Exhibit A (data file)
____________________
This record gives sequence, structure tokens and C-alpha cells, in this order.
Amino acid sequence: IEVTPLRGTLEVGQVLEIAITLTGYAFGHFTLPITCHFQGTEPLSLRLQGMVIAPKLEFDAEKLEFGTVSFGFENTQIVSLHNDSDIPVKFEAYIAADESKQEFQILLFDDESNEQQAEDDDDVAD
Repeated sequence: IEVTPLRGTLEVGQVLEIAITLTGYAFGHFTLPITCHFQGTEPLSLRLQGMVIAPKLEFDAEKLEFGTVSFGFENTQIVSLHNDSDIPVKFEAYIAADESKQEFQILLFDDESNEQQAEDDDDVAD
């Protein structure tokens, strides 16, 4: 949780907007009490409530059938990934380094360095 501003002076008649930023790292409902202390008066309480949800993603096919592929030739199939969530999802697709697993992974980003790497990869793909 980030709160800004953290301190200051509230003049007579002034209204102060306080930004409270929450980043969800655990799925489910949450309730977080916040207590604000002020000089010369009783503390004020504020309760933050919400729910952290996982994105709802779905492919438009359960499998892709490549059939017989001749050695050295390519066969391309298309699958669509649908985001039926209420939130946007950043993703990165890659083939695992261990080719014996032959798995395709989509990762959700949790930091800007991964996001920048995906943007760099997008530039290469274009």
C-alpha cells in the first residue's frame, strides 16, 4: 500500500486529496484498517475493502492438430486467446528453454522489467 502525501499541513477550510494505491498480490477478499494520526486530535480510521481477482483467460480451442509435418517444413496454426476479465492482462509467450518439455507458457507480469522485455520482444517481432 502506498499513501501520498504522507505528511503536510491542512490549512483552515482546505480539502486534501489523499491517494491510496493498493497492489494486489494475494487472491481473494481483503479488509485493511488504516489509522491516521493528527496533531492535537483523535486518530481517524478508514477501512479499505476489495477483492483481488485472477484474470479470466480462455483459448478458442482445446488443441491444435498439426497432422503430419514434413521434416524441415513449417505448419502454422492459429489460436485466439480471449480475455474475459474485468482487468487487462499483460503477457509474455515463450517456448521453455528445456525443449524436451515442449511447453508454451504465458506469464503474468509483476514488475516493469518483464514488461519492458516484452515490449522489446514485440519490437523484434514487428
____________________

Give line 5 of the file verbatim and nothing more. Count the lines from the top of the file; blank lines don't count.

C-alpha cells in the first residue's frame, strides 16, 4: 500500500486529496484498517475493502492438430486467446528453454522489467 502525501499541513477550510494505491498480490477478499494520526486530535480510521481477482483467460480451442509435418517444413496454426476479465492482462509467450518439455507458457507480469522485455520482444517481432 502506498499513501501520498504522507505528511503536510491542512490549512483552515482546505480539502486534501489523499491517494491510496493498493497492489494486489494475494487472491481473494481483503479488509485493511488504516489509522491516521493528527496533531492535537483523535486518530481517524478508514477501512479499505476489495477483492483481488485472477484474470479470466480462455483459448478458442482445446488443441491444435498439426497432422503430419514434413521434416524441415513449417505448419502454422492459429489460436485466439480471449480475455474475459474485468482487468487487462499483460503477457509474455515463450517456448521453455528445456525443449524436451515442449511447453508454451504465458506469464503474468509483476514488475516493469518483464514488461519492458516484452515490449522489446514485440519490437523484434514487428